Many years ago, I went to visit an Aunt and Uncle in Tennessee. During the daytime hours, my sister and I stayed at the grandparents’ house and played with the neighborhood kids. On one occasion, we were playing hide-and-go-seek and I frantically ran into the kitchen and asked grandmother to help me find a place to hid. I remember she opened up the cabinets under the sink, took the contents out and told me to get in there. Moments later the kitchen was filled with the voices of those seeking to find me. They never did, because I was safely hid.
God is much the same. The Psalmist learned that when he faced trouble, the Lord would hide him in his secret place. The trouble may be present, but he was hid safely from the harm that the problem could cause. God wants to do the same for you and me. He wants us to run to him and seek refuge from the harm that we face. He will protect us, but at the same time reveal himself to us as we hide in the tabernacle of his care.
Psalms 27:5 For in the time of trouble he shall hide me in his pavilion: in the secret of his tabernacle shall he hide me; he shall set me up upon a rock.
Trials and troubles are inevitable, but what we have is a God who will care for us as we seek refuge in him.
Faith and fear: they are not always on opposite ends of the spectrum. Sometimes they work together and in cases involving our relationship with God, they are essential. God looks for individuals who fear and trust him.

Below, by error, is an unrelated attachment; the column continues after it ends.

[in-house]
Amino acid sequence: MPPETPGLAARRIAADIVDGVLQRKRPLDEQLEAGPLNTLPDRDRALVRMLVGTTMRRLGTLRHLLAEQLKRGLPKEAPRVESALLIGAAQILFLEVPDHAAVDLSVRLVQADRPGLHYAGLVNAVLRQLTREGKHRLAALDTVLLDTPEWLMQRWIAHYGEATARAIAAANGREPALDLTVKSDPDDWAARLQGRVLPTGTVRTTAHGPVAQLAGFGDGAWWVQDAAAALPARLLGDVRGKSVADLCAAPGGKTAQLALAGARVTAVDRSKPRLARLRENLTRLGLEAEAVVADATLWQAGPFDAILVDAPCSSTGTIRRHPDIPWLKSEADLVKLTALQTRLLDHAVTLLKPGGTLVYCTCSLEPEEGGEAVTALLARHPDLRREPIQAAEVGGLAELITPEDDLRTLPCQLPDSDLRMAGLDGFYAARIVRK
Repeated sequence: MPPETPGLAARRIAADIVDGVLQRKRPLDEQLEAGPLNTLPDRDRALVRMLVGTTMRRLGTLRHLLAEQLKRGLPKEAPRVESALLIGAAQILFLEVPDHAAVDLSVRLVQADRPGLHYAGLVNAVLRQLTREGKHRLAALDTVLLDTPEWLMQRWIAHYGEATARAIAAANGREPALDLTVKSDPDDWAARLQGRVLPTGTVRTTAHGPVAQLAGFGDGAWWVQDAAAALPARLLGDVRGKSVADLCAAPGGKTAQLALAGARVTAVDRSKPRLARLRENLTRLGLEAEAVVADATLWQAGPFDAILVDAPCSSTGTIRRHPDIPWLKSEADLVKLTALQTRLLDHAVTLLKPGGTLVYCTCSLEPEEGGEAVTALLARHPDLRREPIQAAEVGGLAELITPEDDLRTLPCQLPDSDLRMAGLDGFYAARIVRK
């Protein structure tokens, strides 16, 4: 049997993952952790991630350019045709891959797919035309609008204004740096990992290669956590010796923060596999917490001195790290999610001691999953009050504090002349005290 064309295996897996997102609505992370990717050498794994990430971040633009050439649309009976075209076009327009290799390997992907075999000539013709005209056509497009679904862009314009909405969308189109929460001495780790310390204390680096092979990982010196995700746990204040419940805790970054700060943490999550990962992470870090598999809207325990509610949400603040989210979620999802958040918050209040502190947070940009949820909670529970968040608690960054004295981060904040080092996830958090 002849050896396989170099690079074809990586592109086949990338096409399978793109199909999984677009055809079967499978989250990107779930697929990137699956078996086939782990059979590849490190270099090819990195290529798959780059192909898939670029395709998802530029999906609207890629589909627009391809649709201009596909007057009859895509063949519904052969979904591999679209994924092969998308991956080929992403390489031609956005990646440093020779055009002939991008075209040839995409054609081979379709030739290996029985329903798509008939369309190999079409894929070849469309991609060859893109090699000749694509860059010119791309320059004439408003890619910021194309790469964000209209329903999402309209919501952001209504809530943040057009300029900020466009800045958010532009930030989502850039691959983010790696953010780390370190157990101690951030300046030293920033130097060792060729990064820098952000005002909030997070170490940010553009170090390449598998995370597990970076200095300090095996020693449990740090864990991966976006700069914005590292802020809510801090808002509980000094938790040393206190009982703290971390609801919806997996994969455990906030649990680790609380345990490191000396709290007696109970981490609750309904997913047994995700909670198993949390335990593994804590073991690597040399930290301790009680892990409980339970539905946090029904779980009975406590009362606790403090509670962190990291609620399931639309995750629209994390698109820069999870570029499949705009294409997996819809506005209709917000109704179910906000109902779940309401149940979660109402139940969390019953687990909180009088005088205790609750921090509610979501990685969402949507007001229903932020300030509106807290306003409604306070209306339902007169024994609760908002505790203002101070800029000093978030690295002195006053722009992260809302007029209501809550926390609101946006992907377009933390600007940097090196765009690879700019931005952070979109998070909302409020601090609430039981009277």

Oh how great is thy goodness, which thou hast laid up for them that fear thee; which thou hast wrought for them that trust in thee before the sons of men! (Psalms 31:19)
There is a difference between being terrified by God and fearing him. As believers, God does not want us to be terrified of him. Through scripture, he conveys himself as a loving father. A loving father and someone of whom people should be terrified are contrastive characters. In other words, you will never see a loving father who has children who are terrified of him. God does not want us to be terrified of him, but he does want us to fear him. There is a big difference.
I may fear a police officer, but I am not terrified of him. I may fear a judge, but he does not terrify me. I fear fire, but I am not terrified by it. The difference is that fear causes negative emotions based on what it has the power to do if I fail to respect it. Being terrified occurs when a person without cause expects an impending doom to come upon them. God does not want us living under an expected doom, but he does want us to emotionally respond to his leading in our lives.
When we trust in God, we run to him as a refuge from the struggles and troubles of life. This pleases him because he wants to be our refuge, strength and deliver. Each time we run to him, we exercise faith in him and his ability to meet our needs. This pleases God.
When we fear and trust God, he responds to it. He promises to respond to us in goodness, which is to give us what is the very best for our lives. He wants this for everyone, but reserves it only for those who fear and trust him. This is something each of us can do and because of it, we can expect great things from God.